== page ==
Thursday, December 21, 2017

Fun Color Pencil Technique for Christmas!


I am currently putting final touches on a book manuscript due at the publisher after the holidays. That means I will soon be taking off my writer's hat and replacing it with my designer/illustrator's cap. 

The next 4-6 weeks will include creating new art for my next rubber stamp release with Impression Obsession, along with creating oodles of cards and other stamped projects with stamps from my latest images.  Here's just a small peek at my new D7881Snowman !


So, beside deadlines--and pre-trade show season--we are also smack in the middle of the holiday season!  Whew!

Has the craziness of the holiday season gotten to you yet like is has to me? All I want to do right now is de-stress and disappear by doing a little creative play! (No calories or high risk behavior side effects other than inky fingers and a totally trashed studio...lol!)

The biggest question is always...where to begin!?  I'm still mourning for summertime (sniff) but not yet deep into hibernation winter mode.  We have no snow on the ground here in Chi-town, so my strongest Christmas inspiration this year will be from my new winter stamp images!







One of my very favorite things to do is to explore with color. And, since the students in my weekly drawing class are currently working in color pencil, I have color pencil on my mind.  From the results, I'd say my F7886 Holiday Goose agrees color pencils make a really good play choice!




It is really fun to do things out of the ordinary so I decided to begin by stamping on colored cardstock.  The great part about this technique is that the actual color of the cardstock becomes a tonal value influencer for the final piece.  What that means is the color of the cardstock will show through the color pencil layers and influence the overall color value of the piece. 

Here is how I started:


I stamped on grey cardstock using Wicked Black Colorbox Archival dye ink (Clearsnap). Once the stamped image dried, I added black pencil to the eyes and mouth.  I did that to prevent any white pencil strokes from obliterating those features since the pencil will tend to dim the ink beneath.  Once I laid down some basic color strokes, I returned with a second pencil layer and blended colors together using pressure and stroking in multiple directions to blend.  I kept going until the image was colored.  As you can see, I stroked pencil right over some of the outline but left the outline visible in other areas. Then I went back and darkened some of the black areas in the hat and added some lighter grey shading details on the snowmen and the snow beneath them.  I even added both white and light grey snow falling from the sky.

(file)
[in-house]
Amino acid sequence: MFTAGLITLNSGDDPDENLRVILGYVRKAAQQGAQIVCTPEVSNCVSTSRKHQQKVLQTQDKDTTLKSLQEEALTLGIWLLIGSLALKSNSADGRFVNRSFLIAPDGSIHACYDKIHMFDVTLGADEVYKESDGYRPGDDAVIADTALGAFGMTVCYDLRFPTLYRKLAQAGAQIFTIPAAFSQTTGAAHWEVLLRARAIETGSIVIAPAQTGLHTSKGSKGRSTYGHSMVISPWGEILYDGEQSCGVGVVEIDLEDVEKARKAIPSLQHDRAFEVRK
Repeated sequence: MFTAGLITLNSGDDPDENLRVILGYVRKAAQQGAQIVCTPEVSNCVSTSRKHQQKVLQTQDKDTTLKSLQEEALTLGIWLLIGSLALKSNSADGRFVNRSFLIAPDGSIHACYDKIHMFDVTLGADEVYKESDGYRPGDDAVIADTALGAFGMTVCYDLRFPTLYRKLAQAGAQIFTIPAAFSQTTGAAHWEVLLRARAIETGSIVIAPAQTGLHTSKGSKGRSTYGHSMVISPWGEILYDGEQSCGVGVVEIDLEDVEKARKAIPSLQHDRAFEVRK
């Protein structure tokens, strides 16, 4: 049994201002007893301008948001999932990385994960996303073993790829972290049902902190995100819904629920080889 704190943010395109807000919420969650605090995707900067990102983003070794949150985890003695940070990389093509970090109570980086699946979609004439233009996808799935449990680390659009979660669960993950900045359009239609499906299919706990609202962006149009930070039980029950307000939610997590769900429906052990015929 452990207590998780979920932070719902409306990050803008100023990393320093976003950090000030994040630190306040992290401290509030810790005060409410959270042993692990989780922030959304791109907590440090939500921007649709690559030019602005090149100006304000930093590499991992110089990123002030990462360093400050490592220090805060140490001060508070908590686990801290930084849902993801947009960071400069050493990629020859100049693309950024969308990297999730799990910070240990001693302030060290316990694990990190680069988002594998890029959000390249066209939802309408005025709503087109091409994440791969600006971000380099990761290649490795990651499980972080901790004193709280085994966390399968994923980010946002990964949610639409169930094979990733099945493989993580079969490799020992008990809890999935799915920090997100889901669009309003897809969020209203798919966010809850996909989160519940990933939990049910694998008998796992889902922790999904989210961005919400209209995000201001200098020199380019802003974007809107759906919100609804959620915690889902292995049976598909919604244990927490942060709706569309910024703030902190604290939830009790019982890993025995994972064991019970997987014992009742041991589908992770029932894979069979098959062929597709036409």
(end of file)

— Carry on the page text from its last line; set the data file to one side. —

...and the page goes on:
Then, I decided to try the same image on a lighter, smoother cardstock.  Same pencil approach, different result!  Pretty cool eh?!






I repeated the same experiment using my F7886 Holiday Goose stamp image.  First the dark grey cardstock...then on the lighter, smoother cardstock.
In both versions, you can see how the color of the cardstock becomes the tonal and color value influence in the final piece. 

I just LOVE how I achieved two totally different looks just by using different cardstock and colors! Both of these pieces will make beautiful cards and other projects!

While the results looks very skilled, the technique is actually very easy.  Of course, my stamp images give you the basic image without your needing the drawing skills. 

Sshhh...don't tell anyone! Just enjoy the praises you will get when you try this color pencil technique!

(Any questions? Please comment...)





 


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